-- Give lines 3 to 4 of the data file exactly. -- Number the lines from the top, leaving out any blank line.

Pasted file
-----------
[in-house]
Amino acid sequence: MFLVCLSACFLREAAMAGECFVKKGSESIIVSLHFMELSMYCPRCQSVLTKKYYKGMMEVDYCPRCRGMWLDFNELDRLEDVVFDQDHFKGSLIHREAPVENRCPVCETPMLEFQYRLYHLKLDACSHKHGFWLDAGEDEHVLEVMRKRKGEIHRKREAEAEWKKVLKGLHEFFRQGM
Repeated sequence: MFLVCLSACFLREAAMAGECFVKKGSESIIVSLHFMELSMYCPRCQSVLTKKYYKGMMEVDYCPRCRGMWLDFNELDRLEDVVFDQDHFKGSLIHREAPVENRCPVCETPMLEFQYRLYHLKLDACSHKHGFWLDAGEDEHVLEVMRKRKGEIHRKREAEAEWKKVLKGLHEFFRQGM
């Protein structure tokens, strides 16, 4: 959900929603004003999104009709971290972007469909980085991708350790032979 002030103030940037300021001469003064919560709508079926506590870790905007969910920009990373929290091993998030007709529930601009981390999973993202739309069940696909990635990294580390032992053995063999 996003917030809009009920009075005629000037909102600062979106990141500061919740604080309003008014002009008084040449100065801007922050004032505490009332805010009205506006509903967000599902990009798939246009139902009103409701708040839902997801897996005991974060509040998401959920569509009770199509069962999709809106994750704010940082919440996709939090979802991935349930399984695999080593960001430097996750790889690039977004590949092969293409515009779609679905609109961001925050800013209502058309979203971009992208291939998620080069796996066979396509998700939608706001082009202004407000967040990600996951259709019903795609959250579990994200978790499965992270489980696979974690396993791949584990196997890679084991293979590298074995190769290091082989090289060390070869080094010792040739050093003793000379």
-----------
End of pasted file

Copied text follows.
Repeated sequence: MFLVCLSACFLREAAMAGECFVKKGSESIIVSLHFMELSMYCPRCQSVLTKKYYKGMMEVDYCPRCRGMWLDFNELDRLEDVVFDQDHFKGSLIHREAPVENRCPVCETPMLEFQYRLYHLKLDACSHKHGFWLDAGEDEHVLEVMRKRKGEIHRKREAEAEWKKVLKGLHEFFRQGM
């Protein structure tokens, strides 16, 4: 959900929603004003999104009709971290972007469909980085991708350790032979 002030103030940037300021001469003064919560709508079926506590870790905007969910920009990373929290091993998030007709529930601009981390999973993202739309069940696909990635990294580390032992053995063999 996003917030809009009920009075005629000037909102600062979106990141500061919740604080309003008014002009008084040449100065801007922050004032505490009332805010009205506006509903967000599902990009798939246009139902009103409701708040839902997801897996005991974060509040998401959920569509009770199509069962999709809106994750704010940082919440996709939090979802991935349930399984695999080593960001430097996750790889690039977004590949092969293409515009779609679905609109961001925050800013209502058309979203971009992208291939998620080069796996066979396509998700939608706001082009202004407000967040990600996951259709019903795609959250579990994200978790499965992270489980696979974690396993791949584990196997890679084991293979590298074995190769290091082989090289060390070869080094010792040739050093003793000379």